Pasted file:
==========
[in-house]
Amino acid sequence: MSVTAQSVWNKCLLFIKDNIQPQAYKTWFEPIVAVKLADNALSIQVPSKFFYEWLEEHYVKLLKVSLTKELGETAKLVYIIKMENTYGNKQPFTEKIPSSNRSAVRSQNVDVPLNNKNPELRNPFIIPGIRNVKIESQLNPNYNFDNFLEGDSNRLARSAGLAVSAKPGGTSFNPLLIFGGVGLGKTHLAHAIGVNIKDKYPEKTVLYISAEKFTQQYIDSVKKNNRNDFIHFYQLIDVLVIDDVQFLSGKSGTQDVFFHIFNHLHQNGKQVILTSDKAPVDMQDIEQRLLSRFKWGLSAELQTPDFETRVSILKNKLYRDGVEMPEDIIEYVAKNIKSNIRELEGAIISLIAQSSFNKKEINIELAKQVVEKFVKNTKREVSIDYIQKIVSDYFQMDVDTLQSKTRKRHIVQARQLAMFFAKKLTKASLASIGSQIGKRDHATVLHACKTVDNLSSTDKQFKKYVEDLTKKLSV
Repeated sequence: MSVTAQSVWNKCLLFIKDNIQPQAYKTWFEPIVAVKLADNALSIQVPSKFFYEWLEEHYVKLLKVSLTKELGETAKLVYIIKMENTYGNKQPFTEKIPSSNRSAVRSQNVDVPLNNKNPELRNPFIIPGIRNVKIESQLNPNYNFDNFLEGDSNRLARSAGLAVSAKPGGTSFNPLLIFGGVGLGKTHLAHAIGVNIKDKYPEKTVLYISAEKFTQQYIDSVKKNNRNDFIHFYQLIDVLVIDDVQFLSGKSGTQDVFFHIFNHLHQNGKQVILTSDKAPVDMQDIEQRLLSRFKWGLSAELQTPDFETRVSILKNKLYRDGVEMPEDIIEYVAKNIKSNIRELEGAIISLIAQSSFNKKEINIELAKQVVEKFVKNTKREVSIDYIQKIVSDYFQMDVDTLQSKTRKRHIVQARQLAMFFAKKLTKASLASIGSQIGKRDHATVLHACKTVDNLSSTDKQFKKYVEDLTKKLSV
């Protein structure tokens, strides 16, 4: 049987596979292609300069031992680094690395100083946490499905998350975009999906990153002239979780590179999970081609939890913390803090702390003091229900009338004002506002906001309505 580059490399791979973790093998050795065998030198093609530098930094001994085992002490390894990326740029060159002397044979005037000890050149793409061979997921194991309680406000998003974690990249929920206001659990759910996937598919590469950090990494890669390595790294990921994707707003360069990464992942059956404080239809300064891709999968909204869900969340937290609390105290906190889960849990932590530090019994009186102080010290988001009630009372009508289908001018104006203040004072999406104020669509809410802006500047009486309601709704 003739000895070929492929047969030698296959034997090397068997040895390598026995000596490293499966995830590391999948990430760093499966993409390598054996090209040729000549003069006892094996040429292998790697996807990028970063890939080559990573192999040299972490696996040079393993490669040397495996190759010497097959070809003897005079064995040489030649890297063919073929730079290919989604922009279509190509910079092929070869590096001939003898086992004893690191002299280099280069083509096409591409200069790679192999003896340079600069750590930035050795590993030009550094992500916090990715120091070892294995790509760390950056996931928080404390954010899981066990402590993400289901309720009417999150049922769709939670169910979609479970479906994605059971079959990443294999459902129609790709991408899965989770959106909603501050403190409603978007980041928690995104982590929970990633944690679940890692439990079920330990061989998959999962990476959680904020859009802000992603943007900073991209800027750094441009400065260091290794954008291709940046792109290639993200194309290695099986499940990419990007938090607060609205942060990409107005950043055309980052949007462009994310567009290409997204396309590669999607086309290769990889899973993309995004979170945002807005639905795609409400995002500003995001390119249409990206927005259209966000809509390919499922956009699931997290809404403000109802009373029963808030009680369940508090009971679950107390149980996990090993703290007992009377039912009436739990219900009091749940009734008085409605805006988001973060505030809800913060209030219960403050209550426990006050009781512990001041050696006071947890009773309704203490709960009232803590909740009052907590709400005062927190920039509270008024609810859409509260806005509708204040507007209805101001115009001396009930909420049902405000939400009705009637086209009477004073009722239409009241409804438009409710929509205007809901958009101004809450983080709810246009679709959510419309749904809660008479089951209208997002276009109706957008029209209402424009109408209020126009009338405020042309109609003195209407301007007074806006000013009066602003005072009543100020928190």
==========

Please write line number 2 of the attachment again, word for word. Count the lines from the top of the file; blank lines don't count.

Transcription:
Amino acid sequence: MSVTAQSVWNKCLLFIKDNIQPQAYKTWFEPIVAVKLADNALSIQVPSKFFYEWLEEHYVKLLKVSLTKELGETAKLVYIIKMENTYGNKQPFTEKIPSSNRSAVRSQNVDVPLNNKNPELRNPFIIPGIRNVKIESQLNPNYNFDNFLEGDSNRLARSAGLAVSAKPGGTSFNPLLIFGGVGLGKTHLAHAIGVNIKDKYPEKTVLYISAEKFTQQYIDSVKKNNRNDFIHFYQLIDVLVIDDVQFLSGKSGTQDVFFHIFNHLHQNGKQVILTSDKAPVDMQDIEQRLLSRFKWGLSAELQTPDFETRVSILKNKLYRDGVEMPEDIIEYVAKNIKSNIRELEGAIISLIAQSSFNKKEINIELAKQVVEKFVKNTKREVSIDYIQKIVSDYFQMDVDTLQSKTRKRHIVQARQLAMFFAKKLTKASLASIGSQIGKRDHATVLHACKTVDNLSSTDKQFKKYVEDLTKKLSV